The scandal school of the title locates itself in tea-parties gathering mostly at the home of
Lady Sneerwell, who has a voracious addiction to gossip amid the Darjeeling and cream cakes
passed around her close acquaintances equally hooked on rumour-peddling.
Suspectedly, no-one has any friends in this circle or in upper-class society at
Reviews, Books - Harry Potter Series by Mark Petherbridge
In my opinion, the Harry Potter books are fantastic, whether it's read to escape into the intriguing, yet marvellously complex world or to read in third person about a boy whose life is a series of amazing adventures, in a secret yet in-your-face wizarding world.
According to recent studies (the source being Newsround) these books have
Reviews, Books - Travels With Charley by John Steinbeck Reviewed By Steve Rudd
People don't take trips - trips take people.
It's almost impossible, in this day and age, to not have heard of John Steinbeck.
First and foremost, his Of Mice And Men short story is the staple part of almost every school
curriculum, while his Grapes of Wrath novel is equally as well-known.
Steinbeck was born and raised in the Salinas area of California,
Reviews, Books - Fiesta by Ernest Hemingway Reviewed by Steve Rudd
No, I wasn't naïve enough to be fooled into thinking that this exquisite novel from the legendary Hemingway was an in-depth car manual designed to accompany the latest Ford creation.
Far from it, in fact, for this story follows a bunch of friends who travel from Paris to Spain, and to the town of Pamplona in particular to witness the bull-running and -fighting events of the infamous
Reviews, Theatre - June 6-11th - The Comedy of Errors by William Shakespeare and Sweet William by Alan Plater. Northern Broadsides Company at Stephen Joseph Theatre, Scarborough by Patrick Henry
These two works played in a week of repertory constitute essentially company productions,
without star actors nor prominent leading characters, giving all-round strength to the
enterprise, but also some weaknesses.
It is absorbing to watch how the actors from the classic comedy are deployed in the cast
of the new Plater piece.
Reviews, Books - Swan Song by Robert Edric Reviewed By Nick Quantrill
Swan Song is the third and final part of Robert Edric's cycle trilogy. Although Edric does not describe himself as crime-fiction writer per-se, he skilfully demonstrates the strength of the genre. Although crime-fiction is generally criticised for not being literary enough, Edric uses it as a vehicle with which to explore contemporary society.
Reviews, Books - The Phantom of Manhattan by Frederick Forsyth Reviewed by Steve Rudd
So, The Phantom of The Opera is perhaps one of the best-known stories in the world, but how many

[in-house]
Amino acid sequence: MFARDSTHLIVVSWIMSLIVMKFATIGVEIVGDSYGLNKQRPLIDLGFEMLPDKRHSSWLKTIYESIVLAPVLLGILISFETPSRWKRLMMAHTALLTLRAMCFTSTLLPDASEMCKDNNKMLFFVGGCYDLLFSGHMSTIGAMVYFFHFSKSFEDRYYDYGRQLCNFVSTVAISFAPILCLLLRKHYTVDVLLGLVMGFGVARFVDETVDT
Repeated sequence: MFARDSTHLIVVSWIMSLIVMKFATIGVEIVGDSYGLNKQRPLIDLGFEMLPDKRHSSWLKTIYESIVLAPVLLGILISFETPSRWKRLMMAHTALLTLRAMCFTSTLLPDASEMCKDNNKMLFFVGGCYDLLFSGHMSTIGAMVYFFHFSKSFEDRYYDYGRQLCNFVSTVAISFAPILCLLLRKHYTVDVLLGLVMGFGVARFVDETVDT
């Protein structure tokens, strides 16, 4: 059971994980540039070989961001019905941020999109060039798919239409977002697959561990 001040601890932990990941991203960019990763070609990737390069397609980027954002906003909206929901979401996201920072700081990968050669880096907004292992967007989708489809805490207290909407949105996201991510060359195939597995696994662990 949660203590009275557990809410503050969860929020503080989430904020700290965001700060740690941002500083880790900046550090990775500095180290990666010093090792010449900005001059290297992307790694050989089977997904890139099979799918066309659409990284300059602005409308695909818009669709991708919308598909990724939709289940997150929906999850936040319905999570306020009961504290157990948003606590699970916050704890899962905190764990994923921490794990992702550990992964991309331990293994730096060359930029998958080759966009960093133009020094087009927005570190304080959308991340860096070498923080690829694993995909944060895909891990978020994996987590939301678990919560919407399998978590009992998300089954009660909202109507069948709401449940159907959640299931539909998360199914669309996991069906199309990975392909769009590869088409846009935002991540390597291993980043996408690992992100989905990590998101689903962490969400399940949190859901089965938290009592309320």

of you good people realised that a sequel to the story has actually been written - and has been
kicking around for some years now - by the one and only Frederick Forsyth?
The original, horrifying Phantom of The Opera story was penned by Frenchman Gaston Leroux, but the world at
Reviews, Books - The Dharma Bums by Jack Kerouac Reviewed by Steve Rudd
He doesn't need any money... all he needs is his rucksack.
There really was no end to Jack's writing talents after all! This is the fifth book of his that I've had the pleasure of reading, and it is by far and away my favourite.
When you get to the top of a mountain, keep climbing.
Packed with all the excitement of his classic masterpiece On The RoadRead more...
Reviews, Books - I'm a Teacher Get Me Out of Here by Francis Gilbert (Short Books) Reviewed By Cathy Walker
As I am about to change career to become a primary school teacher, I picked up
I'm A Teacher Get Me Out Of Here with a little trepidation. I'd heard that it presents the
reality of working in a 'tough school', of what a hard and challenging job being a teacher truly is.
I can't wait to become a teacher and I didn't want
Reviews, Events - Nights Out - Tuesday 24th May 05 - Benny Hill Preservation Society By Adam Atkinson
My utter fascination with all things Benny started as early as the age of three, when I by
chance happened upon some irrelevant sketch involving the Benster dressed as a cardiac
surgeon examining some saucy minx. 12 years later I would see my own Uncle Frank arrested for the very same thing.
Reviews, Books - In The Winter Dark by Tim Winton Reviewed by Steve Rudd
A menacing short story from the ever-interesting Australian writer Tim Winton,
this is a thrilling venture into dark and macabre territory that focuses on a few
people who live in a secluded valley that seems to also be inhabited by a mysterious
creature that preys both on their animals and their worst fears.